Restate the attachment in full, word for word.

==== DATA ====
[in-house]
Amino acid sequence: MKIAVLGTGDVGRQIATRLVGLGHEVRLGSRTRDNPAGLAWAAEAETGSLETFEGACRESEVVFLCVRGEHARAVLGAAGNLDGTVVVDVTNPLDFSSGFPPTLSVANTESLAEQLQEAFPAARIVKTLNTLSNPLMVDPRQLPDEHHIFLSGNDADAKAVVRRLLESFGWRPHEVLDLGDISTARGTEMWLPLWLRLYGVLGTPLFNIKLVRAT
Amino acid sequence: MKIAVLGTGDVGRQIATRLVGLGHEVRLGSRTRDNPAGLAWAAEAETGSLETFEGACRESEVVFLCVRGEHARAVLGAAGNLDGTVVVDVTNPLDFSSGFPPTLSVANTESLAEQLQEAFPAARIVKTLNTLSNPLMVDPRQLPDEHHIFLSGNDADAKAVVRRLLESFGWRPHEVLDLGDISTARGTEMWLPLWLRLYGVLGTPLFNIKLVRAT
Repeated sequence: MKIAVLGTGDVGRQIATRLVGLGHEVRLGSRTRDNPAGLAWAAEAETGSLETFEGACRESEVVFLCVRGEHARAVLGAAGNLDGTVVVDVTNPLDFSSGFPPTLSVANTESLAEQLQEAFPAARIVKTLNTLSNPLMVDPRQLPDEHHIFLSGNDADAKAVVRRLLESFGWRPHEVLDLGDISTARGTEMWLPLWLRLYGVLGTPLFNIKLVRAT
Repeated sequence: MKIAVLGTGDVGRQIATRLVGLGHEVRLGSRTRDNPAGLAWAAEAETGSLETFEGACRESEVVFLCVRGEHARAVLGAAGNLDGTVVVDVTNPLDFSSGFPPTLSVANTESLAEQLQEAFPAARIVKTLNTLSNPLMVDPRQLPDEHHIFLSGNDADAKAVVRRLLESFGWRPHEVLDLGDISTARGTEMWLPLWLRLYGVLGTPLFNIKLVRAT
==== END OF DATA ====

[in-house]
Amino acid sequence: MKIAVLGTGDVGRQIATRLVGLGHEVRLGSRTRDNPAGLAWAAEAETGSLETFEGACRESEVVFLCVRGEHARAVLGAAGNLDGTVVVDVTNPLDFSSGFPPTLSVANTESLAEQLQEAFPAARIVKTLNTLSNPLMVDPRQLPDEHHIFLSGNDADAKAVVRRLLESFGWRPHEVLDLGDISTARGTEMWLPLWLRLYGVLGTPLFNIKLVRAT
Amino acid sequence: MKIAVLGTGDVGRQIATRLVGLGHEVRLGSRTRDNPAGLAWAAEAETGSLETFEGACRESEVVFLCVRGEHARAVLGAAGNLDGTVVVDVTNPLDFSSGFPPTLSVANTESLAEQLQEAFPAARIVKTLNTLSNPLMVDPRQLPDEHHIFLSGNDADAKAVVRRLLESFGWRPHEVLDLGDISTARGTEMWLPLWLRLYGVLGTPLFNIKLVRAT
Repeated sequence: MKIAVLGTGDVGRQIATRLVGLGHEVRLGSRTRDNPAGLAWAAEAETGSLETFEGACRESEVVFLCVRGEHARAVLGAAGNLDGTVVVDVTNPLDFSSGFPPTLSVANTESLAEQLQEAFPAARIVKTLNTLSNPLMVDPRQLPDEHHIFLSGNDADAKAVVRRLLESFGWRPHEVLDLGDISTARGTEMWLPLWLRLYGVLGTPLFNIKLVRAT
Repeated sequence: MKIAVLGTGDVGRQIATRLVGLGHEVRLGSRTRDNPAGLAWAAEAETGSLETFEGACRESEVVFLCVRGEHARAVLGAAGNLDGTVVVDVTNPLDFSSGFPPTLSVANTESLAEQLQEAFPAARIVKTLNTLSNPLMVDPRQLPDEHHIFLSGNDADAKAVVRRLLESFGWRPHEVLDLGDISTARGTEMWLPLWLRLYGVLGTPLFNIKLVRAT